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Very interesting question. As you wrote yourself in your Edit it is hard to describe water via the ideal gas model. You have to introduce at least two important improvements of your ideal gas: Dipole - Dipole - Interaction instead of no interaction. Let's call this pair potential $V_d$ and note that for two given molecules $V_d$ is not only distance but ...

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If I understand your description ("the tube is on an angle") correctly, then the "outer" wall of the tube is where the centrifugal force is pointing - and the "inner" wall is the opposite side. When the tube is spinning, there will be an apparent radial force on all the particles - the lighter particles will experience a "buoyancy" towards the inner wall, ...

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density = mass / volume so all you need to do is get your volume constant find the volume of air @ 300 k then it is all the same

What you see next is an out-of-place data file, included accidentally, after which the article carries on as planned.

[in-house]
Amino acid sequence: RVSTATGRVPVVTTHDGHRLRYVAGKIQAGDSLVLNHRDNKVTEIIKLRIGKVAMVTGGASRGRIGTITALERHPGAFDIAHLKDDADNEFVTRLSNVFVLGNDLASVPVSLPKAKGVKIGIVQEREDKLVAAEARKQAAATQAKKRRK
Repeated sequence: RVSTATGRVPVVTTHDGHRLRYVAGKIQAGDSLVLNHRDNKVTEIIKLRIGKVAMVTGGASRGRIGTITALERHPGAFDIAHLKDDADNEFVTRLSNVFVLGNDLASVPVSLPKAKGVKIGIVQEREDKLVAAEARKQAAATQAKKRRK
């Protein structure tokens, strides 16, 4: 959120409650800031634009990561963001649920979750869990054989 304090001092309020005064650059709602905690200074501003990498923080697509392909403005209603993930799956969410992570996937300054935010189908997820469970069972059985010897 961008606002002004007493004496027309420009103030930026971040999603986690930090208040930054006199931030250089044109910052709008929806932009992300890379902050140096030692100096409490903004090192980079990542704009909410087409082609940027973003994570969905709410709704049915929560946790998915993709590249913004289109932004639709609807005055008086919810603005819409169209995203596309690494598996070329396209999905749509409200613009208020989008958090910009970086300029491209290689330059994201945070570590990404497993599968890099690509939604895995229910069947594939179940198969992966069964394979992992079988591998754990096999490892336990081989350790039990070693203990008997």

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The density of air can be calculated from the ideal gas law $$\rho_\textrm{air}(p,T)=\frac{p}{R_\textrm{ specific }T}$$ where $p$ is pressure in Pascal and $T$ temperature in Kelvin. At $300^\circ ~\textrm{C}$ and $100~\textrm{kPa}\,,$ dry air has a density of $\rho_\mathrm{300k,1atm}=1.177~\mathrm{kg\cdot m^{-3}}$ (source) The average molar mass of air is ...

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With some prior measurements such as total mass, volume of lower and upper body. I think you can use these techniques to figure the mass of just lower body. Computerized Tomography (CT) and Magnetic Resonance Imaging (MRI) These two imaging techniques are now considered to be the most accurate methods for measuring tissue, organ, and whole-body fat mass as ...

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